The study used a 3+3 design to determine the maximum tolerated dose (MTD) of CAR T cells: 2×105 cells/kg (n=4), 2×106 cells/kg (n=19), or 2×107 cells/kg (n=1).

The most common safety events in this patient population were cytokine release syndrome (CRS) and neurotoxicity – side effects commonly associated with CAR T-cell therapies. Twenty patients (83%) experienced CRS, mostly grade 1/2 (n=18), and eight patients (33%) reported neurotoxicity, mostly grade 3 (n=5). All patients who had neurotoxicity also experienced CRS. Two patients were admitted to the intensive care unit, and one patient died from neurotoxicity after receiving the 2×106 cells/kg dose. Neurotoxicity was reversible in all other patients.

The median duration of all-cause hospitalization was nine days (range = 0-49 days). The investigators selected 2×106 cells/kg as the maximum dose for subsequent patients with CLL, given the grade 4 CRS and grade 3 neurotoxicity at higher dose levels in this study and previous reports of excessive toxicity with the 2×107 cells/kg dose in patients with acute lymphocytic leukemia and non-Hodgkin lymphoma.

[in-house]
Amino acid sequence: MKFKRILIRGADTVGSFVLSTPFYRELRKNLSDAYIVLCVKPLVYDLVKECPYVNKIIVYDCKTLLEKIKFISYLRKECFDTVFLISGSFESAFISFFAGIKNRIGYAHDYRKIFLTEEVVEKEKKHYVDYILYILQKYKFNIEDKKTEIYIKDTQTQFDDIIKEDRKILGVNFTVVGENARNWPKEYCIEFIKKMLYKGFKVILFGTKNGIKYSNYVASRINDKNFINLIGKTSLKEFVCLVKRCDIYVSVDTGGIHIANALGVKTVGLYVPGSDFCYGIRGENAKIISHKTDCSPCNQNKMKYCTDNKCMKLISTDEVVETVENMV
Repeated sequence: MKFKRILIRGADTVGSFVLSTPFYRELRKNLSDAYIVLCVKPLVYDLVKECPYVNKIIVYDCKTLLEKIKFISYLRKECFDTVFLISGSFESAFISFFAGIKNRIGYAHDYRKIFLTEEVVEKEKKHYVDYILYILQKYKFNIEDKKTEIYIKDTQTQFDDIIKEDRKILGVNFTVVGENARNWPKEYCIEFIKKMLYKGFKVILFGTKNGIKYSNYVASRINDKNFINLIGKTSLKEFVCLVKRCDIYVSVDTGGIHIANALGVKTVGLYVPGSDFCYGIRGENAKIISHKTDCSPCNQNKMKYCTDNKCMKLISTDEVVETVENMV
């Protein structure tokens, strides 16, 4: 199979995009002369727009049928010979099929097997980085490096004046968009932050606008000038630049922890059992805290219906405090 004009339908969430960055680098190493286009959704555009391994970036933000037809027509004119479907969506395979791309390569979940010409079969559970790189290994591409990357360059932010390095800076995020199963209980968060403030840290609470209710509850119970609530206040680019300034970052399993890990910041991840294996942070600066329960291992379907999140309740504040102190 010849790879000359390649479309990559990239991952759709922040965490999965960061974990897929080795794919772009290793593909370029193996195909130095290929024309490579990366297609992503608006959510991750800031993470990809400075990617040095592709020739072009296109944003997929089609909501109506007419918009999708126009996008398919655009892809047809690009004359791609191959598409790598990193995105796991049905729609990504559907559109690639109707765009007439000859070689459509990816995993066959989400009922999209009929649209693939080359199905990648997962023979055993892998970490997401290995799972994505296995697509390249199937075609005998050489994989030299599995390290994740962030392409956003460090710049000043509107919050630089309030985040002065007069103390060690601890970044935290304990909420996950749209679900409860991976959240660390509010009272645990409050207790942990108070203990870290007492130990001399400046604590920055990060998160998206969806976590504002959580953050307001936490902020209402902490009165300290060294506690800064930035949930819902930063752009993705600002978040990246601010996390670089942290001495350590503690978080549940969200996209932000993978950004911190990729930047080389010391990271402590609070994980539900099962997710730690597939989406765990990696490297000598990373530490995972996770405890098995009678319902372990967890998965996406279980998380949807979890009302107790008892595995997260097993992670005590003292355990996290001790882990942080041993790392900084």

The percentage of leukemic B cells in the bone marrow prior to therapy was higher in patients who developed CRS and neurotoxicity, compared with those who did not (CRS grade 0 vs. grade 1-5; median = 1.8% vs. 65.5%; p=0.35; neurotoxicity grade 0 vs. grade 1-5; median = 36.7% vs. 77.5%; p=0.13). Peak CD4+ and CD8+ CAR T-cell counts after infusion were higher in patients with grade 1 to 3 CRS or grade 1 to 3 neurotoxicity, compared with those who did not experience those adverse events, but they were not higher in those with grade 4 to 5 toxicity, “potentially a result of high-dose corticosteroids administered to treat serious toxicity,” the authors noted.